Most importantly, when they go to the party continue to be a parent. Make sure you are available to them should they need you. Your child should feel comfortable calling you in any situation, at any time. As a woman I know says to her children at every opportunity – “You can call me anytime, anywhere and I will be there to pick you up, no questions asked ……. then!”

Sunday, 15 September 2013

What does 'a bad batch of ecstasy' really mean?

With the reported death of a young man at a dance festival in Sydney over the weekend it did not take long for a news service to start talking about 'a bad batch of ecstasy pills'. So before we get onto what that ridiculous statement might actually mean - let's take a look at what we do know at this time and what we don't ... All we do know is that according to media reports a 23 year old male attending the Defqon.1 festival in Penrith was taken to the event's medical centre around midday and died at around 10.30pm last night. The reports also state that the young Victorian man suffered a series of seizures (and a number of cardiac arrests according to some media outlets) and that's about it ... We don't know what drugs he supposedly took (ecstasy or not) and we certainly don't know if those drugs were potentially more dangerous than those typically available on the street, but very quickly the media jumped onto the possibility that there may be 'a bad batch of ecstasy' out there!

So what does the term mean and most importantly, does it lead to any changes in ecstasy users' behaviour?

Firstly, 'a bad batch of ecstasy' implies simply by definition that there must be 'a good batch of ecstasy' somewhere, whatever that may mean! As far as an ecstasy user is concerned, a 'good ecstasy' would mean a pill that contains a high amount of MDMA - the substance that provides the user with the effects he or she wants - euphoria, a sense of intimacy or closeness with others and an altered sense of perception.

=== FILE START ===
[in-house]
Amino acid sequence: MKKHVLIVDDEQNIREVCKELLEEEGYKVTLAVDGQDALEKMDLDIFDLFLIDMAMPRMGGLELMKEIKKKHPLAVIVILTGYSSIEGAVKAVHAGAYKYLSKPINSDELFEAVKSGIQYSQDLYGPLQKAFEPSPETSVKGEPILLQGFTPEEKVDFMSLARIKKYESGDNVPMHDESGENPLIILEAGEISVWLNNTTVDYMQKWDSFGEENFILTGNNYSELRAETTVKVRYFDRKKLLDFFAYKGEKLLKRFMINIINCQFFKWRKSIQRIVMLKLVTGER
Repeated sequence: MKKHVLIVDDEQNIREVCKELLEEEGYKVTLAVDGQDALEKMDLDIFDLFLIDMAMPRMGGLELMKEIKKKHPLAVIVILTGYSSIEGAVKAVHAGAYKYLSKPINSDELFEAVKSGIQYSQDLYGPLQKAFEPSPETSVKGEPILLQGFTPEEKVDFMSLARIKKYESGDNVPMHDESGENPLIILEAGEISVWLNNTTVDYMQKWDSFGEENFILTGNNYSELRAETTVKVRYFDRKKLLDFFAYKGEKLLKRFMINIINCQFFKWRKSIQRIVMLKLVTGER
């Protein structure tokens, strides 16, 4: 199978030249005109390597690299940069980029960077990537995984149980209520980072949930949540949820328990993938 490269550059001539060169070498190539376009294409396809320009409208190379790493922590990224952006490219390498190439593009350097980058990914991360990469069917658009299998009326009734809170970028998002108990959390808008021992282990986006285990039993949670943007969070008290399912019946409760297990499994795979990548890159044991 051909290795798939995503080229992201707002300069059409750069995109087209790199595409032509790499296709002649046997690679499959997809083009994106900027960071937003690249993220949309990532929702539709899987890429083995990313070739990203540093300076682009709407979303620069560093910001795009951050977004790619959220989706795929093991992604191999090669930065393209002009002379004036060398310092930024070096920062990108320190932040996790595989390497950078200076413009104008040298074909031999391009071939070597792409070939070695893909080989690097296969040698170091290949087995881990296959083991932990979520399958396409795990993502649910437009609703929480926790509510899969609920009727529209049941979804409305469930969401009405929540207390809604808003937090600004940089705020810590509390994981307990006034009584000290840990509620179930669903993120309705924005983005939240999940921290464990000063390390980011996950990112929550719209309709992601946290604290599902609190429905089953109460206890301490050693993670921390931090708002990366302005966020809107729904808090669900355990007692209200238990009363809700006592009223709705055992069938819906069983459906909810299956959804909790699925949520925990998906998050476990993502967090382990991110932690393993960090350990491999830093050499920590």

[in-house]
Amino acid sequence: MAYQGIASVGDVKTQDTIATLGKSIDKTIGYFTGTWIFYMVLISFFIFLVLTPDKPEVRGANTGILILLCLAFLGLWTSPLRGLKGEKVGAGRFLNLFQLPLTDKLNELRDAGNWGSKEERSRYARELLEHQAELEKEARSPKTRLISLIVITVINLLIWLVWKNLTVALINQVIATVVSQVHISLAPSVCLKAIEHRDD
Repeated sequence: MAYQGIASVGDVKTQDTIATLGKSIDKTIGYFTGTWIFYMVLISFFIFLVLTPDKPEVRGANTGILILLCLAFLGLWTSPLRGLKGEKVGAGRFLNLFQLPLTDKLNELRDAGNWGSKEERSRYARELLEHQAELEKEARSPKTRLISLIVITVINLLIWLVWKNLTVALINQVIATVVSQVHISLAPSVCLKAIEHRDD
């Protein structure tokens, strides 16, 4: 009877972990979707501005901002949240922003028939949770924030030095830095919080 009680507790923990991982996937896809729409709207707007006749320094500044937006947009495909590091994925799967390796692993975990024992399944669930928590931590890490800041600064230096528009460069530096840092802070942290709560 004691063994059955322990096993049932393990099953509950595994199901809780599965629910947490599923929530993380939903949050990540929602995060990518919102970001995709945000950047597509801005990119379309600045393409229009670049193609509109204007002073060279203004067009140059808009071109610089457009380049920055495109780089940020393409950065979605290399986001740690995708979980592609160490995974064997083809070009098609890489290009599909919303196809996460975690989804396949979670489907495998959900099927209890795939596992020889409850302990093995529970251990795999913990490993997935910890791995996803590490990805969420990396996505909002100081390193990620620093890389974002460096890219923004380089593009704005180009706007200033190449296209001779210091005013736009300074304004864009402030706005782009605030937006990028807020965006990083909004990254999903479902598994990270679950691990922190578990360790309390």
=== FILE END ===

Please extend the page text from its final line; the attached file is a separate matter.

The trouble is that some ecstasy users believe that a pill containing MDMA is also completely 'safe', that it can't cause harm. Even though MDMA poisoning is rare, they have occurred and where there have been high levels of MDMA found in ecstasy pills (such as have been identified in European pills in recent months) we have seen increasing numbers of users experiencing problems, including hospitalisations and in extreme cases, deaths. It is also important to remember that one of Australia's highest profile ecstasy-related deaths was found to be due to MDMA poisoning - the death of 17 year old Gemma Thoms from Perth who died at the Big Day Out in 2009.

So when the police or the media start to talk about 'a bad batch of ecstasy' are they simply meaning that the pills contain something other than MDMA, or a substance that is particularly poisonous? One would imagine that if there was something particularly poisonous to be found in a batch of pills then we would see many people die, particularly considering how many people use ecstasy each and every weekend. We certainly have seen times when a substance like PMA appears in pills and a number of deaths have occurred. PMA (paramethoxyamphetamine) is a synthetic amphetamine-type drug with both stimulant and hallucinogenic properties.  Much more potent and far more toxic than MDMA, its danger is related to the over-stimulation of the central nervous system, often resulting in the user overheating, which in turn may cause internal organs to melt. 

The reality is that this doesn't happen often and thank god for that! Unfortunately though, people still believe that the majority of problems caused by ecstasy are due to impurities i.e. the other substances that are found in a tablet, and this myth is regularly reinforced by statements made by those who should know better about so-called 'bad batches'.  Although there are exceptions, the major problems that we continue to see with ecstasy are related to the context of use - dehydration and overheating. The other thing to remember is that ecstasy, like any drug, can also attack weaknesses in the user. There have been cases where seemingly perfectly healthy young people use the drug and experience fits, strokes and heart attacks. Many times these are people who have used the drug many times and have never had a bad experience. Put simply there seems to be no rhyme nor reason why these deaths occurred at that particular time.